The pre-modern contents of the anthology are excellent. Sappho is well-represented by Mary Barnand's translucent versions, but where is the exquisite fr. 31, φαίνεταί μοι?! This is a poem which has a good claim to being the most famous and influential of all surviving Greek lyrics, as well as being an piercingly acute psychological study of the jealousy and unrequited love germane to homosexual experience. It should be in there, at the front.

The medieval section is excellent: I was delighted to see the late 12th century 'Altercatio Ganymedis et Helene' included. A deliciously naughty mythological debate about the respective merits of homosexual and heterosexual love, the poem is a salutory reminder of the unexpected richness of medieval sexual discourses. As expected, we then segue into Michaelangelo, Marlowe, and Shakespeare's master-mistress: and then on through ribald Rochester and stately old Katherine Phillips, the 'Matchless Orinda', with a couple of tame poems of passionate female friendship, through to Coleridge's lesbian vampire B-movie, 'Christabel', although not enough is quoted to really get a sense of its feverish, underwired-nightie quality. On the way there is a thank-you note in verse from Wordsworth to the famed 'Ladies of Llangollen', models for many a later pair of upper-crust old dykes, saluting them as 'Sisters in love'. (Rather sweetly, they had a lapdog called Sappho.) Here they are:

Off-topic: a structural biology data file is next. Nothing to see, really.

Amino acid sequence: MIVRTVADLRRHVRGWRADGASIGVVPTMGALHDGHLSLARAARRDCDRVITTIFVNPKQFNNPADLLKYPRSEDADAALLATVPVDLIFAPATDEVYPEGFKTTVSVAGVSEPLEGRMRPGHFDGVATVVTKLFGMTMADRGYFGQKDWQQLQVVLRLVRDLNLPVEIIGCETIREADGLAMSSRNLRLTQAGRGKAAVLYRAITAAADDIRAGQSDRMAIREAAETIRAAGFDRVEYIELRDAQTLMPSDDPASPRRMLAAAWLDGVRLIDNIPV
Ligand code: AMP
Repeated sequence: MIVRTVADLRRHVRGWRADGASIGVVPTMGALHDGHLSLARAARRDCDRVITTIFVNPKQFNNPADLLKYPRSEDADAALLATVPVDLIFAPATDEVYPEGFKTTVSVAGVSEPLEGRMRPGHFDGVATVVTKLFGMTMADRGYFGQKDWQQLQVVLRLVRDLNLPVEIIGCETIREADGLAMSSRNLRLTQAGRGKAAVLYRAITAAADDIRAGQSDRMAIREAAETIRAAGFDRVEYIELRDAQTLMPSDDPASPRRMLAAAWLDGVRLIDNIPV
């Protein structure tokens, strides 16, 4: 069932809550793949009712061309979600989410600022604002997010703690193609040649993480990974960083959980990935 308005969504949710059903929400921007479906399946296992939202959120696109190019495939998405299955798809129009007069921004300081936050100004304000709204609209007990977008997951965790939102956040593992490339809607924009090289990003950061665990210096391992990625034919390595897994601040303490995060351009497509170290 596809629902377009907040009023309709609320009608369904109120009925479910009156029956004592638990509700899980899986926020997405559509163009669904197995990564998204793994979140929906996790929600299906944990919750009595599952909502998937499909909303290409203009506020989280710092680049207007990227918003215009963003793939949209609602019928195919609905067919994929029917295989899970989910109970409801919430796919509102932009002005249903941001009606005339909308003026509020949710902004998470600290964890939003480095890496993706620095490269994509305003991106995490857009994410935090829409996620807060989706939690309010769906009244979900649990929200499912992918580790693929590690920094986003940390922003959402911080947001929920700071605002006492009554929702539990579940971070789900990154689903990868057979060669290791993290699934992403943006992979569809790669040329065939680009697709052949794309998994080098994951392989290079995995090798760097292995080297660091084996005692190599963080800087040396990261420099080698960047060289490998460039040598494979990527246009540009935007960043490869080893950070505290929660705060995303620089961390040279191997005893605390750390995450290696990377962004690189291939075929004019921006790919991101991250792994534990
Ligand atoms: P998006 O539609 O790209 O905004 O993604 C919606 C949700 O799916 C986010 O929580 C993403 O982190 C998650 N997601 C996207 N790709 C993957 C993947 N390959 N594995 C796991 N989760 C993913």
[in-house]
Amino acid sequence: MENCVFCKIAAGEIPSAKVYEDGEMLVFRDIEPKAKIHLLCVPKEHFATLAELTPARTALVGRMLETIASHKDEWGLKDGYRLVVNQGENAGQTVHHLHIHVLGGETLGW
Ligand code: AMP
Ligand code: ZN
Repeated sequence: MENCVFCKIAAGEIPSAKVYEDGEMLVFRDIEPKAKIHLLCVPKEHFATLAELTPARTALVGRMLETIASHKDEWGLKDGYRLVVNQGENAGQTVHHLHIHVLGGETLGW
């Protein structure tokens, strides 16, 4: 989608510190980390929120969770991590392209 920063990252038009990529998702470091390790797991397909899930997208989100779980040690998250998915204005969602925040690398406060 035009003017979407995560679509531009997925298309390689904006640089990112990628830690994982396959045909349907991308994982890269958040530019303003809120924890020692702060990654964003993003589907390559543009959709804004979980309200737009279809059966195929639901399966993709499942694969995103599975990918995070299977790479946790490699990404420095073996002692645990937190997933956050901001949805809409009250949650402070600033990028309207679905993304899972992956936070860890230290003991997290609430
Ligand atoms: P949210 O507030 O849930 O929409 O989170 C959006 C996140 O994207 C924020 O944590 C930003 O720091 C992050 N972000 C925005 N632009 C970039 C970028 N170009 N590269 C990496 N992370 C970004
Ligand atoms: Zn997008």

Like more and more of the book as it heads towards the present, Wordsworth's poem is interesting as a social document but of no aesthetic merit.

Once we get into the 19th century, there are some treasures: Hopkins contributes 'mansexfine', and there is enough Whitman and Dickinson, Tennyson (in mopey 'In Memoriam' mode, of course), Rimbaud, Verlaine, and Housman. Whitman's 'We Two Boys Together Clinging' from Leaves of Grass is the only poem in the book I already had by heart:

We two boys together clinging,
One the other never leaving,
Up and down the roads going—North and South excursions making,
Power enjoying—elbows stretching—fingers clutching,